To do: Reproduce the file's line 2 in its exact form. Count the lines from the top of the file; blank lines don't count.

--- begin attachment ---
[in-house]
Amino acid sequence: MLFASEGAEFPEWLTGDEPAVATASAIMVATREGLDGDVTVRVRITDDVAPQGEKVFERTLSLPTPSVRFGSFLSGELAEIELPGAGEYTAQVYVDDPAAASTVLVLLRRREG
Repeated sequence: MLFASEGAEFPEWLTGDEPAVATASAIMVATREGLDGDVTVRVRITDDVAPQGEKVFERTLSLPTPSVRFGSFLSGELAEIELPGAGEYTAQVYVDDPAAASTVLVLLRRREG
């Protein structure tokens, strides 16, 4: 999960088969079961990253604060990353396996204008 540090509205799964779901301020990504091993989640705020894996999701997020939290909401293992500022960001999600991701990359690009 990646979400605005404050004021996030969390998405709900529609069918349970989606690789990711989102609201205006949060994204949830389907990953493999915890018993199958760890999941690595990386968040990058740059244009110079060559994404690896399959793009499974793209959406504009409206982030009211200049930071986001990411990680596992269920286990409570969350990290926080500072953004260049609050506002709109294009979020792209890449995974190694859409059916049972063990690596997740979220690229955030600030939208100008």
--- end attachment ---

Amino acid sequence: MLFASEGAEFPEWLTGDEPAVATASAIMVATREGLDGDVTVRVRITDDVAPQGEKVFERTLSLPTPSVRFGSFLSGELAEIELPGAGEYTAQVYVDDPAAASTVLVLLRRREG